UPEN gathered for its first meeting of the Academic year in Bristol on Monday, kindly hosted by Policy Bristol in their rather nice, and wonderfully located, offices between College Green and Bristol’s Waterfront.
The main theme of the day was to look forward. UPEN has had a fantastic first year. From a virtually standing start we are now 40 members and rising. We have built strong relationships with partners in Government and Parliament, and have helped make connections that might not otherwise have happened. The challenge for us is how we consolidate this success, continuing to provide our core service as a conduit between academics and policymakers, while playing a more strategic role in shaping the way policymakers and academics work together.
We began with a session run by Paul Manners and Sophie Duncan of the National Coordinating Centre for Public Engagement (NCCPE). NCCPE’s story began a decade ago as part of a funding council led push to improve public engagement across UK Universities in response to concerns that the public were losing trust in science. The Centre was established to provide a central point of expertise and support to complement direct investment in University led initiatives. They are now a well-established and regarded fixture, with a range of tools and expertise that are drawn on by Universities and funders alike.
The session (brilliantly presented and facilitated by Sophie and Paul – what else would you expect from public engagement gurus!) explored the similarities and differences between NCCPE and UPEN. We discussed in particular what it means to be a network rather than a Centre, how form needs to follow function, and the extent to which ability to do more is a function of resource as much as organisational status.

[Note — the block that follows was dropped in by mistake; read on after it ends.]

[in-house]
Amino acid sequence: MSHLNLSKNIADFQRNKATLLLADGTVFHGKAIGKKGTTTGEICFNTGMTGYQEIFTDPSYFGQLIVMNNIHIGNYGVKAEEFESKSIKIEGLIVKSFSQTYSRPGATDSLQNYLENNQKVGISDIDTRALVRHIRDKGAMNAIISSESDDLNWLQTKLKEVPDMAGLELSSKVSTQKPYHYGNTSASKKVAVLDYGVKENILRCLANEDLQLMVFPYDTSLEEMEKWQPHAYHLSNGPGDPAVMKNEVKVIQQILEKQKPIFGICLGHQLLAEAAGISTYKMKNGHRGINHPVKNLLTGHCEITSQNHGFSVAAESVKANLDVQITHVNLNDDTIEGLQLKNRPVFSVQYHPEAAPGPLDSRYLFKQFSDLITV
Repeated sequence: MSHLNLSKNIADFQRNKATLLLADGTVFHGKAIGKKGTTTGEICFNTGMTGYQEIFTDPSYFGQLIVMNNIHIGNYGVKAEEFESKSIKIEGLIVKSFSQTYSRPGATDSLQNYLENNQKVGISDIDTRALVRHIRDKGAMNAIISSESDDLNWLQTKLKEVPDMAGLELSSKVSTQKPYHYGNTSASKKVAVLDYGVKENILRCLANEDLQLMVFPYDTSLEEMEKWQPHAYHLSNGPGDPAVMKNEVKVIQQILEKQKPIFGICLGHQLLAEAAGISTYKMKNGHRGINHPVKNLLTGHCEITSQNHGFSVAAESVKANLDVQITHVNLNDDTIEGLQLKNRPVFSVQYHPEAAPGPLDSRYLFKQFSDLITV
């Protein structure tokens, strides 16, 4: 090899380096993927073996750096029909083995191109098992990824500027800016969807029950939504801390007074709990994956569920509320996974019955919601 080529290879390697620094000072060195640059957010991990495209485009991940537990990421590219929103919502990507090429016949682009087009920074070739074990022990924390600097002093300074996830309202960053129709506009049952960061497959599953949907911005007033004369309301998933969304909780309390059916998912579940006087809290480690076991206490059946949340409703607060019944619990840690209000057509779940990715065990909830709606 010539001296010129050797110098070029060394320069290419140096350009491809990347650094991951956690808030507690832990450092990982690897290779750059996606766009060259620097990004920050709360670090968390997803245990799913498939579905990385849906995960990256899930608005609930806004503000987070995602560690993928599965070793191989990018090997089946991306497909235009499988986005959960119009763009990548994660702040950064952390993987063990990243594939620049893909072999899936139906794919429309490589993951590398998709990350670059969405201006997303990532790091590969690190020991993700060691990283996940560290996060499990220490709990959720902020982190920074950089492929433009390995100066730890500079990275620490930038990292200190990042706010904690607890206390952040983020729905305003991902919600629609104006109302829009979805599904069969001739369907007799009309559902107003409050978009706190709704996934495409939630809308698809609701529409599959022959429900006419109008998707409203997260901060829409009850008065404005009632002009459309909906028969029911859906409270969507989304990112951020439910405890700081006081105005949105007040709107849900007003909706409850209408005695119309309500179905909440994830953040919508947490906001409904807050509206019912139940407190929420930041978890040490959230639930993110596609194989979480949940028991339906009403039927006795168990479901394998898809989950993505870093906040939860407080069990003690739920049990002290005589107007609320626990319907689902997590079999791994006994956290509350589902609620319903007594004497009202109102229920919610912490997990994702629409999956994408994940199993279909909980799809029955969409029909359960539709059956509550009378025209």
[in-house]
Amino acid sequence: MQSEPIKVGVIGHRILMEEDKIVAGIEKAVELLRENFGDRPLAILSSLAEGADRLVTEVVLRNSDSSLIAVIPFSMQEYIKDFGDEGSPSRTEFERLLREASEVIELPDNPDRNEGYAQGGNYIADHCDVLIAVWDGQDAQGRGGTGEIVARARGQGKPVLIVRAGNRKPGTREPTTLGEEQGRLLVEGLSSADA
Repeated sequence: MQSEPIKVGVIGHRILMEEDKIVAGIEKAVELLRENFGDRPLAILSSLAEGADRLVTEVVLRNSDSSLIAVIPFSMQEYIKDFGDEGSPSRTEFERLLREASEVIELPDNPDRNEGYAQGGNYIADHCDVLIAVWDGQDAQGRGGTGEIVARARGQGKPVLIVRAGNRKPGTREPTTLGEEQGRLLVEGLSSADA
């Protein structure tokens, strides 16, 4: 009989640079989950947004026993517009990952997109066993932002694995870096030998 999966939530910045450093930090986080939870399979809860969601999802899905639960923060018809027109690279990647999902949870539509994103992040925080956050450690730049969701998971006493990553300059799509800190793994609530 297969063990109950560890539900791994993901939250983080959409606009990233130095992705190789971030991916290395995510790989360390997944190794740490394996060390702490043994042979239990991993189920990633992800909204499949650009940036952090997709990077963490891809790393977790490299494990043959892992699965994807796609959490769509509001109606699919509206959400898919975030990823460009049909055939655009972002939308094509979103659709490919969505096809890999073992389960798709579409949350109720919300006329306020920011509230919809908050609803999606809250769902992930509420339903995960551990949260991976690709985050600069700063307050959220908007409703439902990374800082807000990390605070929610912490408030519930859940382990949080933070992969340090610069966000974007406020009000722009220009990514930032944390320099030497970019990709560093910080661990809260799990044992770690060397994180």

We followed this with a presentation from Annabel Smith of Bristol One City, who set out the ambitious plans the Bristol Mayor has for the City, setting strategic ambitions that look decades ahead. She set out how they have been working with the University of Bristol and the University of the West of England both to develop the plan and to start addressing the challenges in it. We were also joined by Professor Morag McDermont who talked about the “City Fellows” scheme the University was developing to help support this approach. UPEN colleagues shared experiences of working with local and regional governments. Two themes that struck me were first, that the quality of engagement was directly correlated to the strategic clarity of the government, and that unsurprisingly where there are plans it is easier to engage. The other was that local leaders and officers are under such pressure simply to keep services running from one year to the next that it is often hard for them to engage, however much they would like to.
Finally we discussed UPEN’s priorities for next year, based on a survey conducted over the late summer. This was a really rich discussion, with plenty of ambitious and creative ideas coupled with a pragmatic sense of what can we do realistically this year to make a difference. As well as peer to peer support and how we build profile and reputations, we discussed:
• Diversity – what can we do as individual institutions, as a network and working with partners in Government, Parliament and elsewhere to widen the pool of academics influencing policy.
• Working with Government and others to develop good practice around Areas of Research Interest – using these to develop better and more strategic ways to connect policymakers and academics. There is a risk that commitment to ARIs is vulnerable to the febrile political environment, but agreed that even if that was the case, the underlying issue will remain and therefore it was worth investing in.
We covered a lot of ground in not a lot of time, and I was really pleased with the energy and commitment in the room. A good start to the year….
Posted 26/09/2019 10:23Back